Thursday, April 13, 2006

One night [after 9/11], about 11 p.m., I was walking home with friends, going north on the wide, dark highway, and we came upon a woman, a thick middle-aged woman, dark skinned and dark haired. She was with a baby in a stroller. She was, I think, not the mother but the grandmother. They were there alone, in the darkness. Affixed to the stroller was a hand-lettered sign, and on the sign were these words: "American You Are Not Alone -- Mexico Is With You." All alone and she came out with that sign, at that time. I have tried to tell that story in speeches and I can never make my way through it, and as I write my eyes fill with tears...
...of laughter, Peggy? Please say they were tears of laughter, provoked by the sight of new Mexican ambassador Juanita la Loca, offering America the protection of Mexico, and perhaps a bag of peeled oranges!

No, the Crazy Jesus Lady is still Crazy and Jesus and Lady, and now she's on about immigrants, in this case Hispanics who recently marched gleefully in New York while other ethnic stereotypes labored:
In fact, I did not see a single Asian in the march. They were all working, in the shops and on the street. They had no intention of letting yet another New York march get in the way of business. And you know, the marchers seemed to sense it. They didn't spend long in Chinatown. As far as I could see they didn't make it to Little Italy, either.
Actually I understand the Italians didn't march because they were all in jail. Or was it church? I do remember that the blacks were washing their cars -- oh wait, shit! That was the Puerto Ricans!* How did this march ever get started?

In the main CJL wants to tell us Routine Twelve, aka The Responsible Republican Position That Is No Position at All: "I think those whose primary concern is preserving the Hispanic vote for the Democratic Party, or not losing the Hispanic vote for the Republican Party, are being cynical, selfish, and stupid, too." The solution being a furrowed brow, an insistence on "continuing a system of laws" (which has obviously not worked and thus means the status quo), and another round of Johnny Jameson.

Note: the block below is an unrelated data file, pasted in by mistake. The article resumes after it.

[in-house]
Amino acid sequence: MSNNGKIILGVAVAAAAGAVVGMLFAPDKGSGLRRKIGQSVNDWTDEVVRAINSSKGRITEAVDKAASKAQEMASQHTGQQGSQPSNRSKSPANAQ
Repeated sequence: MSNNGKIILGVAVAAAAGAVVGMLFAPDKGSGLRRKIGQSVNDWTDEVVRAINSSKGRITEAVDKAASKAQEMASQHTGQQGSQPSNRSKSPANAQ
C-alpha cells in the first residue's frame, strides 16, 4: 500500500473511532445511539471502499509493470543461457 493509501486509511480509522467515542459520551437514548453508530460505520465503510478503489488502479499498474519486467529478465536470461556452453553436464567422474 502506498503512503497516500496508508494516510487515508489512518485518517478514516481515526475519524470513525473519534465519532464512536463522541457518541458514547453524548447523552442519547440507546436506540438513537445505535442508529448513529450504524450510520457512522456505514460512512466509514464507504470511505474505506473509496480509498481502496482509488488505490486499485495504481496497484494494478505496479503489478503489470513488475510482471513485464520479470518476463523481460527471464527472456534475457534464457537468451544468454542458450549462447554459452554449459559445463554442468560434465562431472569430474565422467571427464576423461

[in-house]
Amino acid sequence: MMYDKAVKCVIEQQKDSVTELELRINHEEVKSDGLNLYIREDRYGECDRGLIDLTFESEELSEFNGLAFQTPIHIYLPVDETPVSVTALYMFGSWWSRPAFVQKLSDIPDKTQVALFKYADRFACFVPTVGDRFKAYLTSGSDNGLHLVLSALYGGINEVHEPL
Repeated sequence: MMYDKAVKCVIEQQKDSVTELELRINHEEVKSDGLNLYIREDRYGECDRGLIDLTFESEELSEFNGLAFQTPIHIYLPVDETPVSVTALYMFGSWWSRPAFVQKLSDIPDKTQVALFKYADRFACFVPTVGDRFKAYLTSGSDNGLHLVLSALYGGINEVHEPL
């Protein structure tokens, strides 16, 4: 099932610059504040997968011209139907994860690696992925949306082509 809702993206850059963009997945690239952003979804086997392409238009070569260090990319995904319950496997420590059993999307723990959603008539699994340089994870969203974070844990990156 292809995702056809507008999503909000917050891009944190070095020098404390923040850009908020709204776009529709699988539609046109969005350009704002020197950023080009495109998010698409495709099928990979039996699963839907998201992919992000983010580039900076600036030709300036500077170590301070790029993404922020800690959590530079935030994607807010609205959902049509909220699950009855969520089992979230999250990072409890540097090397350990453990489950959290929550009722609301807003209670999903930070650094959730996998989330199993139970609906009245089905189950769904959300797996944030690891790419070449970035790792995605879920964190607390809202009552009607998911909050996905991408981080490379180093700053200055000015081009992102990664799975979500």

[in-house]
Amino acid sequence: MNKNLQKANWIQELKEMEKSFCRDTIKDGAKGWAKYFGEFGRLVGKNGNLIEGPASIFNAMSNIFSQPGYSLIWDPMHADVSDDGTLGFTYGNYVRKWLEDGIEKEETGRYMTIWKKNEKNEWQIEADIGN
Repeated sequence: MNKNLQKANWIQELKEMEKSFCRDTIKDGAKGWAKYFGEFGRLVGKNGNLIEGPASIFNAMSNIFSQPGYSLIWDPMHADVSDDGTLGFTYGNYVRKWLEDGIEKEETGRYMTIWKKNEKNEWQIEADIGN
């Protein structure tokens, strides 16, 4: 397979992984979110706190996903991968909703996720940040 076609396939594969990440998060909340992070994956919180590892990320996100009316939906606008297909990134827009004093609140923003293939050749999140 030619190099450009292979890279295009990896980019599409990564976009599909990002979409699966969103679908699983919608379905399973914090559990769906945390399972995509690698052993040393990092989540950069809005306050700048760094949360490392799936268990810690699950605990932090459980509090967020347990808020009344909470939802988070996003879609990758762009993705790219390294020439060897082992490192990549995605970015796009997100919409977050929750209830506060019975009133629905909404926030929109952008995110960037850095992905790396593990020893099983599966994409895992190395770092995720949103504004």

Things were no different in the days of Pegeen's immigrant forebears, as is shown by a recent black-and-white two-reeler that has mysteriously come into my possession:
East Side, New York. Someone plays "She's the Daughter of Rosie O'Grady" on a concertina. Camera pans up from kids playing skelly and stickball in the streets, along the blackened bricks of a tenement, to the window of the Noonans' two-room apartment. We enter as PA NOONAN holds forth to MA NOONAN and their brood of 19 children:

PA NOONAN: Can yez believe it! They're givin' our jobs t'a doorty Eye-talians! An' thim livin' roight down oor strait! Ha, but tonight -- (Holds a paving stone in one hand and a bottle of whiskey in the other) we'll giv 'em a party, complete wit' Oirish confetti! (Drinks deeply).

MA NOONAN: (Eyes rolled back in her head) Yerra, 'tis a power o' sorrow surely! Holy Mary, mither a' Gawd, pray fer us sinners...

(Six babies cry at once. MOIKE, a fellow-bricklayer of PA NOONAN's, comes into the apartment.)

PA NOONAN: Moike, ye stink loik a brewery, ye doorty beast!

MOIKE: Is it me, is it? I t'aught it was a diaper. (Quietly) I'm after sendin' the guns to Michael Collins an' the' boys. Sure an' Oirlan' will be a Republic afore Spring, I'm t'inkin, if we spill enough innocent blood! Here's yer cut o' the loot. (hands him money.)

PA NOONAN: Saints be praised! Now I c'n buy more whiskey! An' git Thomas Nast t' do me por-trait!

MA NOONAN: Now, Pa Noonan, ye should lay that money up. We c'n be good citizens now, I'm thinkin', an' be Senators and Presidents and maybe even socially-conscious fellas as sings on th' grammaphone.

MOIKE: (pointing out the window) Look, Pat! Chinkees!

PA NOONAN: (runs to window, roaring) Ye yella bastards'll niver take jobs from proper Americans such as oursilvs!

(They heave everything but the money and the whiskey out the window as the music swells.)
* It is well-established, of course, that the Polish thought it was Sunday.

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